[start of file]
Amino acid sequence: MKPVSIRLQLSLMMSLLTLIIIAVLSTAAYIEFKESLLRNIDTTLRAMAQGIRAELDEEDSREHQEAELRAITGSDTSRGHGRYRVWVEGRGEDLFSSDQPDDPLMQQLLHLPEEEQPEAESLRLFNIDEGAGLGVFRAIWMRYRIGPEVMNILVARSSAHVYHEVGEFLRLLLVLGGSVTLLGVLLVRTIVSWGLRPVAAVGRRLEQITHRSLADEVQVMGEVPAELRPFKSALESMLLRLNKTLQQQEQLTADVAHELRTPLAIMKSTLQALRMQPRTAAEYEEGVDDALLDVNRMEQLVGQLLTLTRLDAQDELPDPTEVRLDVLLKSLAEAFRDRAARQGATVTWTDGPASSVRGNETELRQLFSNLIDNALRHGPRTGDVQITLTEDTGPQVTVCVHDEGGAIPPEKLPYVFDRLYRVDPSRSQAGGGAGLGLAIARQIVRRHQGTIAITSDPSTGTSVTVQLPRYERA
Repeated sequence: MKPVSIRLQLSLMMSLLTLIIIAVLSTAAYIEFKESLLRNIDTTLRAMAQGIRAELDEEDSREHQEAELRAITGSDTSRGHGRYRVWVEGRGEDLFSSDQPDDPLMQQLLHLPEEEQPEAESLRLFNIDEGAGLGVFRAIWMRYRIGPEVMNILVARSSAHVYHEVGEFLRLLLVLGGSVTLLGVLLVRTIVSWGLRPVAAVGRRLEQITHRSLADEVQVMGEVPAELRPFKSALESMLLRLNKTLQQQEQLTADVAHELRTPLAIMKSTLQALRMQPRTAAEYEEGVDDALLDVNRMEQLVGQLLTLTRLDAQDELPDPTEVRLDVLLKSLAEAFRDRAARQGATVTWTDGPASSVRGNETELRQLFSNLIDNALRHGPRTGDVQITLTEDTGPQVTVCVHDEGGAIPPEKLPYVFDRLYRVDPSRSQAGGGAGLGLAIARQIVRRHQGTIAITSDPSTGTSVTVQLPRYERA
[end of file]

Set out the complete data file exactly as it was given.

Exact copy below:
Amino acid sequence: MKPVSIRLQLSLMMSLLTLIIIAVLSTAAYIEFKESLLRNIDTTLRAMAQGIRAELDEEDSREHQEAELRAITGSDTSRGHGRYRVWVEGRGEDLFSSDQPDDPLMQQLLHLPEEEQPEAESLRLFNIDEGAGLGVFRAIWMRYRIGPEVMNILVARSSAHVYHEVGEFLRLLLVLGGSVTLLGVLLVRTIVSWGLRPVAAVGRRLEQITHRSLADEVQVMGEVPAELRPFKSALESMLLRLNKTLQQQEQLTADVAHELRTPLAIMKSTLQALRMQPRTAAEYEEGVDDALLDVNRMEQLVGQLLTLTRLDAQDELPDPTEVRLDVLLKSLAEAFRDRAARQGATVTWTDGPASSVRGNETELRQLFSNLIDNALRHGPRTGDVQITLTEDTGPQVTVCVHDEGGAIPPEKLPYVFDRLYRVDPSRSQAGGGAGLGLAIARQIVRRHQGTIAITSDPSTGTSVTVQLPRYERA
Repeated sequence: MKPVSIRLQLSLMMSLLTLIIIAVLSTAAYIEFKESLLRNIDTTLRAMAQGIRAELDEEDSREHQEAELRAITGSDTSRGHGRYRVWVEGRGEDLFSSDQPDDPLMQQLLHLPEEEQPEAESLRLFNIDEGAGLGVFRAIWMRYRIGPEVMNILVARSSAHVYHEVGEFLRLLLVLGGSVTLLGVLLVRTIVSWGLRPVAAVGRRLEQITHRSLADEVQVMGEVPAELRPFKSALESMLLRLNKTLQQQEQLTADVAHELRTPLAIMKSTLQALRMQPRTAAEYEEGVDDALLDVNRMEQLVGQLLTLTRLDAQDELPDPTEVRLDVLLKSLAEAFRDRAARQGATVTWTDGPASSVRGNETELRQLFSNLIDNALRHGPRTGDVQITLTEDTGPQVTVCVHDEGGAIPPEKLPYVFDRLYRVDPSRSQAGGGAGLGLAIARQIVRRHQGTIAITSDPSTGTSVTVQLPRYERA